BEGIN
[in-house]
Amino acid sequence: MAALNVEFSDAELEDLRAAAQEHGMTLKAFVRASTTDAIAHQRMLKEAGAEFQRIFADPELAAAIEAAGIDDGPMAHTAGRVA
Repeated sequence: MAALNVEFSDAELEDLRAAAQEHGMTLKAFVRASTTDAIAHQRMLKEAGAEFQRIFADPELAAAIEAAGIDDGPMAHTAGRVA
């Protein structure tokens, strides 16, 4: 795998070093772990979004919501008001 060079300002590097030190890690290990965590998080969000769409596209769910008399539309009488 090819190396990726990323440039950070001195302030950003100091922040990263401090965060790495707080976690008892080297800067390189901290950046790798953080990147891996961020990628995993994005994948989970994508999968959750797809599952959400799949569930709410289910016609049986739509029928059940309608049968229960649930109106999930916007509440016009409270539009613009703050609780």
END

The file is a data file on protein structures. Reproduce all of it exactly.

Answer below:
[in-house]
Amino acid sequence: MAALNVEFSDAELEDLRAAAQEHGMTLKAFVRASTTDAIAHQRMLKEAGAEFQRIFADPELAAAIEAAGIDDGPMAHTAGRVA
Repeated sequence: MAALNVEFSDAELEDLRAAAQEHGMTLKAFVRASTTDAIAHQRMLKEAGAEFQRIFADPELAAAIEAAGIDDGPMAHTAGRVA
């Protein structure tokens, strides 16, 4: 795998070093772990979004919501008001 060079300002590097030190890690290990965590998080969000769409596209769910008399539309009488 090819190396990726990323440039950070001195302030950003100091922040990263401090965060790495707080976690008892080297800067390189901290950046790798953080990147891996961020990628995993994005994948989970994508999968959750797809599952959400799949569930709410289910016609049986739509029928059940309608049968229960649930109106999930916007509440016009409270539009613009703050609780």